Honey I Fried the Planet

Check out my first post at RedState.com, Honey I Fried the Planet.

Changes to a complex system will always have unintended consequences. In computer programming these “unintended outputs” are often called “bugs.” While these bugs can down a system, they are rarely fatal. However by attempting to intervene in our planet’s climate, the consequences could be catastrophic.

Take for example Al Gore’s attempts to compensate for his huge carbon footprint by planting trees. It turns out that if these trees are planted in the northern hemisphere, they decrease the earth’s reflectance (albedo) and absorb heat. While planting trees seems so logical to most environmentalists, the consequences of this action in a complex system undermine its rationale. Had Gore been president and used the power of the government to plant millions of hectares of trees in the northern hemisphere, the “inconvenient truth” would have been that he would have made global warming worse.

UPDATE: Here’s my 2nd post at RedState:
Burn Them Alive (Then Plant Trees to Make the Execution Carbon Neutral)

UPDATE AGAIN: And Freeman Dyson isn’t big on AGW either:

British-born physicist Freeman Dyson has revealed three “heresies”, two of which challenge the current scientific orthodoxy that anthropogenic carbon causes climate change.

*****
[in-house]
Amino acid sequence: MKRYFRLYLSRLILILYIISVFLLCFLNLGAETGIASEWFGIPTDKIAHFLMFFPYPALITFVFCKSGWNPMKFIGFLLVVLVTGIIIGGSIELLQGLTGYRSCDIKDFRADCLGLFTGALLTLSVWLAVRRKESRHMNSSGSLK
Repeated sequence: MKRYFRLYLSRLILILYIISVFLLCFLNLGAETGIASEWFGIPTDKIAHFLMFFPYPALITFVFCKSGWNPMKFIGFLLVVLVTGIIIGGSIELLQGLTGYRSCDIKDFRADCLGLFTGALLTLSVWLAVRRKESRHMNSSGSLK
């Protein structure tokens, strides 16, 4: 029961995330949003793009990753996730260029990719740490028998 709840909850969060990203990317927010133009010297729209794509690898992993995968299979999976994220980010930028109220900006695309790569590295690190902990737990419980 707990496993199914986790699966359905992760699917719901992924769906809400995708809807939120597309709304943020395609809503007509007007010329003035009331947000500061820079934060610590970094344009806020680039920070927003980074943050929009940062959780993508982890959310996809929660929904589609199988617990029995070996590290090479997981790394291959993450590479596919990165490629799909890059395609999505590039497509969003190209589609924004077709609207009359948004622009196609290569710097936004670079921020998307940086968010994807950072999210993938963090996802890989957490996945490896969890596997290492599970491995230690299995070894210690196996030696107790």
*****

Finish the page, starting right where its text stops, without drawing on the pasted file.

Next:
“The fuss about global warming is grossly exaggerated,” writes Dyson in his new book Many Colored Glass: Reflections on the Place of Life in the Universe, published on Wednesday.

He pours scorn on “the holy brotherhood of climate model experts and the crowd of deluded citizens who believe the numbers predicted by the computer models”.

UPDATE: A slew of anti-AGW papers hit recently. Here’s a link to them.

No TweetBacks yet. (Be the first to Tweet this post)

2 Comments

  1. Matthias Urlichs:

    That’s may or may not be correct.

    Yes, trees have lower albedo than dirt. But they also retain water and then release it as moisture, i.e. clouds, i.e. an increased albedo. They also retain heat much better, which serves as a buffer for weather extremes, which we’re seeing more and more of and which may be more detrimental to our quality of living than a few tenths of °C more (or less) average temperature.

    Besides, the 1.3°C warming due to increased CO² has a much smaller error margin, given current climate models, than the 1.6°C of cooling they predicted.

    Bottom line: Science is complicated, especially when it’s a complicated subject.

    So is politics.

    Live with it.

  2. Cutting Edge Political Commentary The Razor:

    [...] After all the writing and arguing I’ve done about global warming, Glenn Reynolds sums up my feelings in a single sentence. [...]

Leave a comment